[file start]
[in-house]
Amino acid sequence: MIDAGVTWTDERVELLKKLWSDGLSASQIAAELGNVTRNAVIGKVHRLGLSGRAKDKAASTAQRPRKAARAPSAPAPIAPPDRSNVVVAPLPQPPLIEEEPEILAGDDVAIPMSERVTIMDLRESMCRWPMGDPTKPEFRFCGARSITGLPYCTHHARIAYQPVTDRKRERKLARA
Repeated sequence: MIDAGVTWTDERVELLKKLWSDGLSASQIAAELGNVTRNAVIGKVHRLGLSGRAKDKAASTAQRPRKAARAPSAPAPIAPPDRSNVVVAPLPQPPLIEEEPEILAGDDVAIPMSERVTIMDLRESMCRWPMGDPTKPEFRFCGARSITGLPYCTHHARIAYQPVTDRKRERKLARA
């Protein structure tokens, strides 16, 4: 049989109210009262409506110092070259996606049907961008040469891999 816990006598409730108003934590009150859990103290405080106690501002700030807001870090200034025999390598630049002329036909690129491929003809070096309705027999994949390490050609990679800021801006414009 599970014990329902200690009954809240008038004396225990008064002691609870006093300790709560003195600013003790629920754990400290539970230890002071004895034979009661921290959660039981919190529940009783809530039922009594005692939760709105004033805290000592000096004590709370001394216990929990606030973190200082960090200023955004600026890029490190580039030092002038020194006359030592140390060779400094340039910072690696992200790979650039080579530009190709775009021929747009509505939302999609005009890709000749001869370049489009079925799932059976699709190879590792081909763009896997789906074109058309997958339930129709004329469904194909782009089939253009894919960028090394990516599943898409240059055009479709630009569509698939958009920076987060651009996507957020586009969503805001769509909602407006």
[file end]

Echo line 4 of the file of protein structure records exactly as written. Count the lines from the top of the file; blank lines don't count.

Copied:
């Protein structure tokens, strides 16, 4: 049989109210009262409506110092070259996606049907961008040469891999 816990006598409730108003934590009150859990103290405080106690501002700030807001870090200034025999390598630049002329036909690129491929003809070096309705027999994949390490050609990679800021801006414009 599970014990329902200690009954809240008038004396225990008064002691609870006093300790709560003195600013003790629920754990400290539970230890002071004895034979009661921290959660039981919190529940009783809530039922009594005692939760709105004033805290000592000096004590709370001394216990929990606030973190200082960090200023955004600026890029490190580039030092002038020194006359030592140390060779400094340039910072690696992200790979650039080579530009190709775009021929747009509505939302999609005009890709000749001869370049489009079925799932059976699709190879590792081909763009896997789906074109058309997958339930129709004329469904194909782009089939253009894919960028090394990516599943898409240059055009479709630009569509698939958009920076987060651009996507957020586009969503805001769509909602407006």